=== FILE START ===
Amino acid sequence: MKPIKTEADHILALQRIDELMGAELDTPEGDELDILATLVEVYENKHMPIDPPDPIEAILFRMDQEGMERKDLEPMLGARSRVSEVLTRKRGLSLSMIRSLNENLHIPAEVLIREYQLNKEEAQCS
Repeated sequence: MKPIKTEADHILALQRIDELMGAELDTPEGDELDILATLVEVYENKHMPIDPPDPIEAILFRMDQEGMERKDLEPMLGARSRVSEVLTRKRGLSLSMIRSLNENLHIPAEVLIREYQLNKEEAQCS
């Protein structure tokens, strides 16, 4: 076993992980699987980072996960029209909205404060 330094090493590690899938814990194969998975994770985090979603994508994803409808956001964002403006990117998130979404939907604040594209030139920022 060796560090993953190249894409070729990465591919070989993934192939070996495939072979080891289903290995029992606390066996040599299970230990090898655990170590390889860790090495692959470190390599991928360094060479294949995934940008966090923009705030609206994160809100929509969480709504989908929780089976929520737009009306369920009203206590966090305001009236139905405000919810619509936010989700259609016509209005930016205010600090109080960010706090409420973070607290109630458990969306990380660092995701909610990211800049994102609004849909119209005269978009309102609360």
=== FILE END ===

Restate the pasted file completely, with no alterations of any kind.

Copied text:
Amino acid sequence: MKPIKTEADHILALQRIDELMGAELDTPEGDELDILATLVEVYENKHMPIDPPDPIEAILFRMDQEGMERKDLEPMLGARSRVSEVLTRKRGLSLSMIRSLNENLHIPAEVLIREYQLNKEEAQCS
Repeated sequence: MKPIKTEADHILALQRIDELMGAELDTPEGDELDILATLVEVYENKHMPIDPPDPIEAILFRMDQEGMERKDLEPMLGARSRVSEVLTRKRGLSLSMIRSLNENLHIPAEVLIREYQLNKEEAQCS
């Protein structure tokens, strides 16, 4: 076993992980699987980072996960029209909205404060 330094090493590690899938814990194969998975994770985090979603994508994803409808956001964002403006990117998130979404939907604040594209030139920022 060796560090993953190249894409070729990465591919070989993934192939070996495939072979080891289903290995029992606390066996040599299970230990090898655990170590390889860790090495692959470190390599991928360094060479294949995934940008966090923009705030609206994160809100929509969480709504989908929780089976929520737009009306369920009203206590966090305001009236139905405000919810619509936010989700259609016509209005930016205010600090109080960010706090409420973070607290109630458990969306990380660092995701909610990211800049994102609004849909119209005269978009309102609360």